To sum up, from a personal point of view, in order to have a successful career, obtaining a degree is important. But at the same time, career development is also crucial because education is not the only contributor to incomes. From a policy perspective, we need policies that target pre-labor market skill accumulation, as well as policies that foster career progression to reduce inequality.

## List of R Commands

```
# 'Commands about Dataframe'
#
# read_dta(file) #read dta files
#
# !is.na(data) #return not NA data
#
# filter(dataframe, conditions) #return dataframe that satisfies conditions, e.g.
# SFS_data <- filter(SFS_data, !is.na(SFS_data$pefmtinc)) #return dataframe that variable pefmtinc is not NA
#
# subset(dataframe, conditions) #select subset of dataframe that satisfies conditions, e.g.
# SFS_data <- subset(SFS_data, pefmjsif == "02" | pefmjsif == "03") #select subset of dataframe that major income sources are salary or self-employment incomes
#
# rename(dataframe, new name = old name) #rename variables in dataframe, e.g.
# SFS_data <- rename(SFS_data, income_after_tax = pefatinc)
#
# dataframe[order(data),] #sort dataframe according to a variable, e.g.
# SFS_data <- SFS_data[order(SFS_data$education),]
#
# mutate(new variable = [operation] existing variables) #adds new variables and preserves existing ones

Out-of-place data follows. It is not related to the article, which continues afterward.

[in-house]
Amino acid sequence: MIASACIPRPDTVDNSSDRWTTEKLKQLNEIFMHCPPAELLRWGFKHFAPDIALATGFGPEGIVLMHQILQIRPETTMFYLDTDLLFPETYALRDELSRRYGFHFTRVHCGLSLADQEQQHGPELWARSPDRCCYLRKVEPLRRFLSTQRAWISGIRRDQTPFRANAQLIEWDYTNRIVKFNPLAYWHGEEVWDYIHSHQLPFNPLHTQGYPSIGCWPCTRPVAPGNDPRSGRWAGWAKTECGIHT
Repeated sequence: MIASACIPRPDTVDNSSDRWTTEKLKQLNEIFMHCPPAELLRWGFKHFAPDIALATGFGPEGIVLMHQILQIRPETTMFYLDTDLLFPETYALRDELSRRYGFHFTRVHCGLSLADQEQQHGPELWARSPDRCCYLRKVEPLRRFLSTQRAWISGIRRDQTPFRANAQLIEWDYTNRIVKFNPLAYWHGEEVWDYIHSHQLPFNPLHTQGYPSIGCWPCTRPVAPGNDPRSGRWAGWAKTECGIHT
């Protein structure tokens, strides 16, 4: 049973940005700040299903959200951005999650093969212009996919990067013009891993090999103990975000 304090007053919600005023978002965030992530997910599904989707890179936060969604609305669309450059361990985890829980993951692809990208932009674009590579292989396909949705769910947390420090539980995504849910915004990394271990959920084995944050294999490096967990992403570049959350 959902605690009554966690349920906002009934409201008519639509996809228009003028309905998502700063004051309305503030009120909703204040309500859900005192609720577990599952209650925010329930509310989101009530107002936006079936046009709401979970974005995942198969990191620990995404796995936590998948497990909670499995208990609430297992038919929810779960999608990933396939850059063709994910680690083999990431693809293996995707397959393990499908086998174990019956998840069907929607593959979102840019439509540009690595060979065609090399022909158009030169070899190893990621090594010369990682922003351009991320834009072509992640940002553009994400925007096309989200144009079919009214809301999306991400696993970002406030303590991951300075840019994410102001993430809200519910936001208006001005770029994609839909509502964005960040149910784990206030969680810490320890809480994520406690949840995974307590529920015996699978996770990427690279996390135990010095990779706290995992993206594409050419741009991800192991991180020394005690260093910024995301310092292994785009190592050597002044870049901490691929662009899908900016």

#
# case_when(conditions) #vectorise multiple if_else() statements
#
# #e.g.
# SFS_data <-
# SFS_data %>%
# mutate(agegr = case_when(
# age == "01" ~ "Under 30", #under 20
# age == "02" ~ "Under 30", #20-24
# age == "03" ~ "20s", #25-29
# age == "04" ~ "30s",
# age == "05" ~ "30s",
# age == "06" ~ "40s",
# age == "07" ~ "40s",
# age == "08" ~ "50s",
# age == "09" ~ "50s",
# age == "10" ~ "60s", #60-64
# age == "11" ~ "Above 65", #65-69
# age == "12" ~ "Above 65", #70-74
# age == "13" ~ "Above 75", #75-79
# age == "14" ~ "Above 75", #80 and above
# )) %>%
# #create a new variable named `agegr` based on variable `age`. If age=="01", agegr will be "Under 30".
#
# data.frame(variable=c(...),...) #create dataframe which contains variable, and we can define what's in the column with c()
# #e.g.
# df <- data.frame(variables=c('income before tax','income after tax','wealth'),
# mean=round(c(mean(SFS_data$income_before_tax),mean(SFS_data$income_after_tax),mean(SFS_data$wealth)),2),
# median=round(c(median(SFS_data$income_before_tax),median(SFS_data$income_after_tax),median(SFS_data$wealth)),2),
# sd=round(c(sd(SFS_data$income_before_tax),sd(SFS_data$income_after_tax),sd(SFS_data$wealth)),2))
# #create a dataframe to contain variable names, means, medians and standard deviations.
#
# select(dataframe, variables) #select columns from a dataframe, e.g.
# cor_data<-select(SFS_data, c('education','income_before_tax','income_after_tax','wealth'))
#
# length(data) #length of the vector
#
# group_by(variable) #takes an existing tbl and converts it into a grouped tbl where operations are performed "by group"
#
# summarize(variables) #creates a new data frame
#
# #e.g.
# results <-
# SFS_data %>%
# group_by(education) %>%
# summarize(m_income = mean(income_before_tax), sd_income = sd(income_before_tax),
# m_wealth = mean(wealth), sd_wealth = sd(wealth))
#convert SFS_data to a grouped table, grouped by `education`. make a new table with means, standard deviations of each group
```

```
'Commands about Types'
# as.numeric(data) #transform strings to numbers, e.g.
# SFS_data$education <- as.numeric(SFS_data$education)
#
# as.character(data) #transform numbers to strings, e.g.